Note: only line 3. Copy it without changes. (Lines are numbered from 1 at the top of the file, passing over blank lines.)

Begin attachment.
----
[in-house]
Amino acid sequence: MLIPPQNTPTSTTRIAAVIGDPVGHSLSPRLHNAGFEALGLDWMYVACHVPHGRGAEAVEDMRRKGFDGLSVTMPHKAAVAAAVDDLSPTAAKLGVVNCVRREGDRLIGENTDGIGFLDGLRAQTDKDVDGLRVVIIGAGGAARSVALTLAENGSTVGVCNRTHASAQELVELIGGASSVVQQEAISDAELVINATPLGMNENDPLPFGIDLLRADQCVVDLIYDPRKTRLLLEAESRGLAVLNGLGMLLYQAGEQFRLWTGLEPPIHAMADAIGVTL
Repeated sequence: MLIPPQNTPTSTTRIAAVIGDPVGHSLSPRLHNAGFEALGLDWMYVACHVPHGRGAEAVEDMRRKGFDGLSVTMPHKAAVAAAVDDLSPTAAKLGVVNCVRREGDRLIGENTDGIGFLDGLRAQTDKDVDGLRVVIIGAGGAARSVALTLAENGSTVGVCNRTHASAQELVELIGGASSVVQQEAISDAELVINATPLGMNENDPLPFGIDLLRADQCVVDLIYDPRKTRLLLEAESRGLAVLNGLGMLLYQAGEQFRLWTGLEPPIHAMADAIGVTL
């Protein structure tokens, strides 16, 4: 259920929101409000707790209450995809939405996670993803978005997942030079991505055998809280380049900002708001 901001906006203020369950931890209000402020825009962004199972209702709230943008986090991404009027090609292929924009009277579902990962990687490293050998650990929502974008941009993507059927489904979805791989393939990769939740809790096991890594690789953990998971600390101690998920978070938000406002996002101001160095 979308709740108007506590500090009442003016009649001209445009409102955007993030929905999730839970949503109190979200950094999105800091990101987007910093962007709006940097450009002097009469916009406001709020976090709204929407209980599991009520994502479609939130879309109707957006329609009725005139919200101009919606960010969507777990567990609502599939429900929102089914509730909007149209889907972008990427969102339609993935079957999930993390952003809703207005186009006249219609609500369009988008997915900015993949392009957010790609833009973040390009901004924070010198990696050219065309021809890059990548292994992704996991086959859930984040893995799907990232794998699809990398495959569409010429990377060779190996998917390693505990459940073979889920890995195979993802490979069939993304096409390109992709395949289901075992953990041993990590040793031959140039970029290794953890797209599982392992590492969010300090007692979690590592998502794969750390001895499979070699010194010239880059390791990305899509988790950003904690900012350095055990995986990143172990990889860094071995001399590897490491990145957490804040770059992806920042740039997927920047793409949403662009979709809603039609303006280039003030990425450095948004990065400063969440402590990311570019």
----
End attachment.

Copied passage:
Repeated sequence: MLIPPQNTPTSTTRIAAVIGDPVGHSLSPRLHNAGFEALGLDWMYVACHVPHGRGAEAVEDMRRKGFDGLSVTMPHKAAVAAAVDDLSPTAAKLGVVNCVRREGDRLIGENTDGIGFLDGLRAQTDKDVDGLRVVIIGAGGAARSVALTLAENGSTVGVCNRTHASAQELVELIGGASSVVQQEAISDAELVINATPLGMNENDPLPFGIDLLRADQCVVDLIYDPRKTRLLLEAESRGLAVLNGLGMLLYQAGEQFRLWTGLEPPIHAMADAIGVTL